My name is Cosmas Kombat, and over the past 3 months I have been researching Market Information Systems (MIS), this particular one funded by GiZ/Market Oriented Agricultural Programme (MOAP) in partnership with Esoko to support maize traders in the Techiman market in Ghana. I wanted to share my new-found perspective on the relationship between traders and farmers.
Market Information Systems, over the past years, have been very useful in supporting businesses and value chains. But when we talk about MIS helping individuals, it is always targeted to small scale farmers. This of course makes sense, considering the information asymmetry that we always talk about–traders have more information than farmers, and they take advantage of that fact. But are we missing something? When I started the feasibility study on Techiman Maize Traders Cooperative Society, even I was a bit reluctant and not sure how traders could be supported with price and market information—especially to the detriment of farmers who are already disadvantaged.
During the study, it became clear that these maize traders were not the stereotype of the harm doing characters we always think of. The Maize traders in Techiman, who have been in the maize business for many years, have long standing contacts with maize farmers from around the villages in the middle belt of Ghana and even with some farmers in the north. These traders provide embedded services to the farmers and support their farming and business activities; these services include credit for inputs, advance payments, social support, extension services and marketing of the maize. Traders and farmers in this setting have a trust relationship and traders feel responsible to support farmers since most of their produce is bought from farm gates directly from these farmers.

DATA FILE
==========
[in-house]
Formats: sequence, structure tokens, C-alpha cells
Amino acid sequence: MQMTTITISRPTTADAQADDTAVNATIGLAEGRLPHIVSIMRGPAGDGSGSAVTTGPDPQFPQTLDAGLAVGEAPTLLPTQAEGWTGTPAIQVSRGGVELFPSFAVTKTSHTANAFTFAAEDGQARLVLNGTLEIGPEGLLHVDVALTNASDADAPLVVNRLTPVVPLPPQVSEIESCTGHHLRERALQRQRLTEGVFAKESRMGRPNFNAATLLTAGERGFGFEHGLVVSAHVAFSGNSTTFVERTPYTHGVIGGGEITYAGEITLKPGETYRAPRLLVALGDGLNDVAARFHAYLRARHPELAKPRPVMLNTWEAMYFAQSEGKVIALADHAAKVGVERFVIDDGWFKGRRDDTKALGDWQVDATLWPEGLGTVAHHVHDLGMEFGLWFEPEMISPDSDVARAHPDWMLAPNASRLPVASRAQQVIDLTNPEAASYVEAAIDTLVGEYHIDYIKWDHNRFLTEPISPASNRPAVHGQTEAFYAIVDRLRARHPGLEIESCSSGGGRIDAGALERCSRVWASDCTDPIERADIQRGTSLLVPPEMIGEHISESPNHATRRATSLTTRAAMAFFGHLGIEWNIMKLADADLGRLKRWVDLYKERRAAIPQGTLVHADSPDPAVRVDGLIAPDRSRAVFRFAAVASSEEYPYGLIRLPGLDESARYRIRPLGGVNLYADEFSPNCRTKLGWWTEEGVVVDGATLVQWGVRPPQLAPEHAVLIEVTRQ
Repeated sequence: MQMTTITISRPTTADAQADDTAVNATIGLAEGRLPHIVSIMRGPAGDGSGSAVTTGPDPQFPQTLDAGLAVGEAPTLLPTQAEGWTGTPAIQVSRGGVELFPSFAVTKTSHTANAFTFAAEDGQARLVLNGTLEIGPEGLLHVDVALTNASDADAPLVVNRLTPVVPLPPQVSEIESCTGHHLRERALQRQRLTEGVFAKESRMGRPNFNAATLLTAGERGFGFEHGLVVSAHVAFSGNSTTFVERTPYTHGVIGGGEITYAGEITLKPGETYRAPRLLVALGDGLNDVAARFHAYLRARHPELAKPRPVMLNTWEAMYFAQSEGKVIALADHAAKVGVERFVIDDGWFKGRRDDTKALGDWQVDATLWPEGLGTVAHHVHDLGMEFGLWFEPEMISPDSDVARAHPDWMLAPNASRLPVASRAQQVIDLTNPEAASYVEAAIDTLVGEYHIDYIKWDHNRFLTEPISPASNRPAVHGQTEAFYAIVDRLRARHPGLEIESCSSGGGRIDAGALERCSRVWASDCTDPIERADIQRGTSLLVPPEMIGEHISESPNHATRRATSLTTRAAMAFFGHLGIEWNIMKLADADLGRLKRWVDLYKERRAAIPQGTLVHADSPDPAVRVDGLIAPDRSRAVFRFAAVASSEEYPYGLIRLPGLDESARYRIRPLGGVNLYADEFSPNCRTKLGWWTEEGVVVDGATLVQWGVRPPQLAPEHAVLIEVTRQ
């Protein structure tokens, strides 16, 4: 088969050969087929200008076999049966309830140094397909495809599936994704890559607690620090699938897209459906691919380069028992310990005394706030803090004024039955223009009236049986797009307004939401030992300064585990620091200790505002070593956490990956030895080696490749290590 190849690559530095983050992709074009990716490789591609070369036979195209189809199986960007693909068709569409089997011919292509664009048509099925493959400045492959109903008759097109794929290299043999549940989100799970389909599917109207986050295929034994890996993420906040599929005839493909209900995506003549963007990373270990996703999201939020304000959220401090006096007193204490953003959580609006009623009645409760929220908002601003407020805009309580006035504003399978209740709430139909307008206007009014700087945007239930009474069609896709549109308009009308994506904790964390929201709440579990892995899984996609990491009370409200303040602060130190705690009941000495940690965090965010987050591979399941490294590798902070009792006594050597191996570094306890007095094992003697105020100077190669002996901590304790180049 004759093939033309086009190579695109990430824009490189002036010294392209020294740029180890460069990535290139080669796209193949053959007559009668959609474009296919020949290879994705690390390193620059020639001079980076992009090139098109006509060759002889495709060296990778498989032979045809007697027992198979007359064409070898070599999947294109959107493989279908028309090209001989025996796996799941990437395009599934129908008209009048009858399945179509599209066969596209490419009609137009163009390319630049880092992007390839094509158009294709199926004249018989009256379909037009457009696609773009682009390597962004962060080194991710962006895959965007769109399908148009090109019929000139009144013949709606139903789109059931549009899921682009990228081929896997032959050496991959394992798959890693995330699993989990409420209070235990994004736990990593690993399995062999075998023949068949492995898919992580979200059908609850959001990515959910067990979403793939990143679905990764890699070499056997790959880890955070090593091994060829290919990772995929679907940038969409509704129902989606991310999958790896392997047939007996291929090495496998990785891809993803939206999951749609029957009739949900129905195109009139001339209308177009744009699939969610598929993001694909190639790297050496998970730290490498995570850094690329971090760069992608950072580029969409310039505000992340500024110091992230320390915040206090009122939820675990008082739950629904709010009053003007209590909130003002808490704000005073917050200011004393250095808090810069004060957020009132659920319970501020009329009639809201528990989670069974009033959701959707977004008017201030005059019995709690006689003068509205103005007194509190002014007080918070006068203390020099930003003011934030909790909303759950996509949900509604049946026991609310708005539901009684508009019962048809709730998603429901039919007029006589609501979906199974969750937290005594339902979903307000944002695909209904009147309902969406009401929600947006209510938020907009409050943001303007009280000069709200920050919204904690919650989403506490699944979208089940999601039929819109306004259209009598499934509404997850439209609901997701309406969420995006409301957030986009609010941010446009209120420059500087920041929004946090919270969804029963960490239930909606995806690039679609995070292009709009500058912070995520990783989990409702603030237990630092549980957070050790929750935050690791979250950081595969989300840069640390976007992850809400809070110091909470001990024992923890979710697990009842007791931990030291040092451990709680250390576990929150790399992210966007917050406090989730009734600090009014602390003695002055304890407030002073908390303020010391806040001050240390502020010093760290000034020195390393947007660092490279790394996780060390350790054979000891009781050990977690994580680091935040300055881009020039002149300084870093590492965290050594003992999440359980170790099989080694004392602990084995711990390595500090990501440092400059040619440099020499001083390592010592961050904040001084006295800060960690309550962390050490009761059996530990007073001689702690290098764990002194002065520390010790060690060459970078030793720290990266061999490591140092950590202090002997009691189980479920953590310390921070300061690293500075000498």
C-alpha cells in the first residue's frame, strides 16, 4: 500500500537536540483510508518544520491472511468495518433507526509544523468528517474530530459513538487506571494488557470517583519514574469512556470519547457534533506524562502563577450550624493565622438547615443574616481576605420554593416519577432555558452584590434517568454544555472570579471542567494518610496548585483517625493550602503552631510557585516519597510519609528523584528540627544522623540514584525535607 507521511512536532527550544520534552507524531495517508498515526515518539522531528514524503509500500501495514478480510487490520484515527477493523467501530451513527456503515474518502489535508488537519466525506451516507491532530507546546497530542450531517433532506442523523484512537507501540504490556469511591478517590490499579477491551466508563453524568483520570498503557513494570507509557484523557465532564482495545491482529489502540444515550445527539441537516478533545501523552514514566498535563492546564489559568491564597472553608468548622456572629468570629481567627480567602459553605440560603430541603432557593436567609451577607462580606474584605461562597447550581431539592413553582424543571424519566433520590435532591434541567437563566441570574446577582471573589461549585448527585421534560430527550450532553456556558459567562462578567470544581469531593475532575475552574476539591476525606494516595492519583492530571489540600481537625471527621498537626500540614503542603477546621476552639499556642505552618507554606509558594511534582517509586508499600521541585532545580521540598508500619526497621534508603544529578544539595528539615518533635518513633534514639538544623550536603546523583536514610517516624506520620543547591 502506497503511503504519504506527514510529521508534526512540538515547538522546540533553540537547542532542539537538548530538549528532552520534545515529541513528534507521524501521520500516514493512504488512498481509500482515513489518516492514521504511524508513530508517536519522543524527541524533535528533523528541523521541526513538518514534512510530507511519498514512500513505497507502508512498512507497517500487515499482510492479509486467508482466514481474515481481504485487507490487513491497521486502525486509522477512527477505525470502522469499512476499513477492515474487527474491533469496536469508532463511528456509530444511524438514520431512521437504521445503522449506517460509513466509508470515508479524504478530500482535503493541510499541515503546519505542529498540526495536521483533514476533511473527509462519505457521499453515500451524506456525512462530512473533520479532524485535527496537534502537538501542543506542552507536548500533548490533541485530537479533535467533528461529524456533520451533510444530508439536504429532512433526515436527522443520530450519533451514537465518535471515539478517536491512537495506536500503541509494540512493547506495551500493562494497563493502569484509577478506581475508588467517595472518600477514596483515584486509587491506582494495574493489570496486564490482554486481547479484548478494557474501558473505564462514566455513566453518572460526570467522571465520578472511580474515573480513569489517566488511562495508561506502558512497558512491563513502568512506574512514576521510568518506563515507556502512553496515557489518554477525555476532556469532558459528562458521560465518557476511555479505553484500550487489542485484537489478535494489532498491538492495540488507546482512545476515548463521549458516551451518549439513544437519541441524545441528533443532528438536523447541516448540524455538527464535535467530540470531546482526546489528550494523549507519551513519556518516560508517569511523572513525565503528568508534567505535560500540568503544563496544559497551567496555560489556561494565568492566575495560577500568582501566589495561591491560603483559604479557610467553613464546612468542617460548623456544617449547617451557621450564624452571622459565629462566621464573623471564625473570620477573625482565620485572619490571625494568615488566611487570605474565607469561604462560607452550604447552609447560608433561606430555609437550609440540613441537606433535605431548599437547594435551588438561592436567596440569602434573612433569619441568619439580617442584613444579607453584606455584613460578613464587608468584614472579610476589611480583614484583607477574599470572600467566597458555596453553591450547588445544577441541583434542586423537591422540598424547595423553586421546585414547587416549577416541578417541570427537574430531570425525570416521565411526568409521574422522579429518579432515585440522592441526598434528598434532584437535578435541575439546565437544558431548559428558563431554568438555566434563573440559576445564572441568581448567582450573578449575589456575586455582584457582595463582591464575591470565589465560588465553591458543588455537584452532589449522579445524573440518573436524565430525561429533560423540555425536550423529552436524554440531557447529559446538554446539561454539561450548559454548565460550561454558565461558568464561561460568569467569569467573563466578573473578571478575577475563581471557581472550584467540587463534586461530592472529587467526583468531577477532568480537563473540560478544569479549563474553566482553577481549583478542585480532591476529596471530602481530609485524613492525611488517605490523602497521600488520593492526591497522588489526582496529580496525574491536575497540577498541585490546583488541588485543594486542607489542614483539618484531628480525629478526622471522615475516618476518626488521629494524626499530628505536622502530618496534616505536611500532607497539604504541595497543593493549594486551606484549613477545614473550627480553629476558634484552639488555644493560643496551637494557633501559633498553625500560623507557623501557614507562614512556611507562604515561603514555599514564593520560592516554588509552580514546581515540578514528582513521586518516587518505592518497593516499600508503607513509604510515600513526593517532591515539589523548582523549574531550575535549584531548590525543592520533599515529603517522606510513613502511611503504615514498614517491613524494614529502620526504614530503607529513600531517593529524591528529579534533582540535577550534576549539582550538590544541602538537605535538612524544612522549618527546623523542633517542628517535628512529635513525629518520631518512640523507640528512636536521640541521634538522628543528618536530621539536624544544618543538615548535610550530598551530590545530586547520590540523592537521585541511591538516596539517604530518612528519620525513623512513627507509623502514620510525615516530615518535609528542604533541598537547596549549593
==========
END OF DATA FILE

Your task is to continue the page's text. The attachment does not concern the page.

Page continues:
Based on the relationship and long trust between the maize traders and the farmers in Techiman, we concluded that the right market information would do a lot of good to traders and farmers since there would be trickle down effect of benefits derived by traders to farmers and vice-versa. And I learned that we must be aware of the myriad of relationships that exist in the market; to keep our minds open about reaching out to traders and understanding their relationships with farmers a bit better.